We next examined the expression of Pcyt2 in NIH 3T3 cells, as well as the effects of 25-HC on endogenous Pcyt2 mRNA levels, following siRNA knockdown of YY1. As shown in Figure 4(A), lower panel, the levels of the YY1 protein were clearly reduced following pre-treatment with YY1-si4 or YY1-si5. The expression of Pcyt2 mRNA decreased following YY1 knockdown via YY1-si5, and transcriptional suppression of Pcyt2 by 25-HC treatment was reduced in this context (Figure 4C). These results suggest that basal Pcyt2 transcription and its suppression by 25-HC are regulated co-operatively by both NF-Y and YY1, despite the fact that these factors can bind competitively to the Pcyt2 promoter. Expression of Pcyt1a did not change following siRNA knockdown of YY1 (Figure 4D).
As NF-Y and YY1 may bind competitively to the Pcyt2 promoter region between −47 and −37, we prepared probes in which the C−42AT−40 sequence was mutated (NF-Y/YY1m; Figure 1A). We reasoned that this core site might be important for both NF-Y and YY1 binding [20,22]. As expected, bands indicating YY1 and NF-Y protein–DNA binding disappeared completely when a probe in which the NF-Y/YY1-binding consensus site was mutated was used (Figure 5A).
Transcriptional regulation of Pcyt2 by NF-Y and YY1, and the effect of 25-HC by ChIP analysis
To test whether NF-Y and YY1 affect suppression of Pcyt2 mRNA levels by 25-HC, we performed reporter analysis with the luciferase reporters containing ETe or ET-Nhe Pyct2 promoter fragments (Figure 1B) and a version of ETe or ET-Nhe that was mutated at the NF-Y/YY1-binding consensus site (ETe (NF-Y/YY1m) or ET-Nhe (NF-Y/YY1m). As shown in Figure 5(B), ETe (NF-Y/YY1m) and ET-Nhe (NF-Y/YY1m) reporter activities were reduced compared with the non-mutated reporters. The suppressive effects of 25-HC on the luciferase activities of ETe and ET-Nhe were reduced when the NF-Y/YY1-binding consensus was mutated in both constructs. Thus binding of both NF-Y and YY1 appears to be important for basal transcription and for the suppressive effects of 25-HC on Pcyt2 transcription.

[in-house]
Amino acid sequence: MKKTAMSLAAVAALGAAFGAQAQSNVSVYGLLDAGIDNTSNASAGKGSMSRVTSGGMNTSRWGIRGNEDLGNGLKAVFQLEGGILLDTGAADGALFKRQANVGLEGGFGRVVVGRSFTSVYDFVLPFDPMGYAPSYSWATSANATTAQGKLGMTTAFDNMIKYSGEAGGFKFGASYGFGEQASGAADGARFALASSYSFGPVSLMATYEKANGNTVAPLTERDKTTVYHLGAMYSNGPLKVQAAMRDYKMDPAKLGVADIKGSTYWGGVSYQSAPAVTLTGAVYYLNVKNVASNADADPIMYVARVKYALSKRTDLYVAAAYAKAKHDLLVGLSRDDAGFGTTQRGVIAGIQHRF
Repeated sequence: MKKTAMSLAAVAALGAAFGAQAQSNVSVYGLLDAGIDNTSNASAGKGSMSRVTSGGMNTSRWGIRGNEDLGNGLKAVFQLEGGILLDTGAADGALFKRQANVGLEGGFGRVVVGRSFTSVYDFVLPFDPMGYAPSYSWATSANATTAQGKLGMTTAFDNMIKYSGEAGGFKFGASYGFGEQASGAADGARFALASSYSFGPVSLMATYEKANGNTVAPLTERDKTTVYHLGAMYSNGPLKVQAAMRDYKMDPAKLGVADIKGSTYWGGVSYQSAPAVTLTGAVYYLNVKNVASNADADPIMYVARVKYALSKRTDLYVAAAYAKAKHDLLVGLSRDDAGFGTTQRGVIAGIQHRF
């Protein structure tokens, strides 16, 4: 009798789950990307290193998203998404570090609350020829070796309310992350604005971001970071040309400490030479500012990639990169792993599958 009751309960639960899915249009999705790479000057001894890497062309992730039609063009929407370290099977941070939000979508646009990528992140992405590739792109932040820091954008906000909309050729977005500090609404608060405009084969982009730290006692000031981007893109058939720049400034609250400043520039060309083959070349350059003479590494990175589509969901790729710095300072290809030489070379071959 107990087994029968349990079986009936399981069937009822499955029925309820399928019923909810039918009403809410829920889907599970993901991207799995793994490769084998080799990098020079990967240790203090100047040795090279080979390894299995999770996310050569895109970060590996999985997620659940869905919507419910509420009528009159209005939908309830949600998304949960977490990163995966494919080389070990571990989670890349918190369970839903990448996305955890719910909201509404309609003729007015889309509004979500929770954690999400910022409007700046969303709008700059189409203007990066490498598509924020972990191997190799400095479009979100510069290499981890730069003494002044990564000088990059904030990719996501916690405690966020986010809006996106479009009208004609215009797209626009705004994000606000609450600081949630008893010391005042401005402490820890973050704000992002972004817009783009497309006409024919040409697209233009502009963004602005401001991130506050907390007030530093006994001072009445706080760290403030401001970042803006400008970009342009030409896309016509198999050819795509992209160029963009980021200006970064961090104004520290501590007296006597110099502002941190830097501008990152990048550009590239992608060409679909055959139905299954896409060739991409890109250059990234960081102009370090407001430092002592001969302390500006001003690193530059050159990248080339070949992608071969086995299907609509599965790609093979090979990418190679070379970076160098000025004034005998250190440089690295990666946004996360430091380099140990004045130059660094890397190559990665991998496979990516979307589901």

The NF-Y complex is composed of three subunits, NF-YA and NF-YB/NF-YC and is important for RNA polymerase II recruitment for initiation of transcription . ChIP analysis showed that RNA polymerase II and NF-Y clearly bind to the Pcyt2 promoter (Figures 5C and 5D), as expected from gel-shift analysis (Figure 3B). Addition of 25-HC to NIH 3T3 cells suppressed RNA polymerase II recruitment to the promoter; however, the binding of NF-Y to the Pcyt2 promoter and recruitment of RNA polymerase II and NF-Y to the Gapdh promoter were not affected. ChIP analysis with Hepa1 cells also showed similar results to those in NIH 3T3 cells (Supplementary Figure S1D). These results suggest that 25-HC may specifically inhibit the recruitment of RNA polymerase II to the NF-Y complex on the Pcyt2 promoter and thereby suppress Pcyt2 transcription.
Identification of the promoter element and binding factor important for the response of Hmgcr to 25-HC
25-HC can also suppress Hmgcr transcription, in a dose-dependent manner , similar to its effect on Pcyt2 transcription. We were interested in which transcriptional factors are important for Hmgcr transcription. The mouse proximal Hmgcr promoter sequence is shown in Figure 6(A) and includes an SRE consensus sequence at G−111TGCGGTG−104 , as well as NF-Y-  and YY1-  binding consensus sequences as reported previously.
Effects of 25-HC on activities of murine Hmgcr promoter deletion-luciferase constructs, NF-Y binding to the regulated promoter element, and the effect of 25-HC by ChIP analysis
As reported previously , the C−12CAAT −16 element is included in the Hmgcr proximal promoter, suggesting that the NF-Y complex might bind to this region. To identify transcription factors that bind to this region, we performed a gel-shift analysis using radiolabelled pHr oligonucleotide (−34/−5) as a probe. As shown in Figure 6(B), a clear band (indicated by arrowhead b) was detected in lane 2, and a corresponding supershift was clearly recognized (arrowhead d, lane 3) by incubation with the anti-NF-YC antibody. When the pHrCCAATm probe (C−12CAAT−16 mutated to A−12ACAT−16) was used for the analysis, the previously clear upper band disappeared. These results showed that NF-Y binds to the C−12CAAT−16 element in the Hmgcr promoter.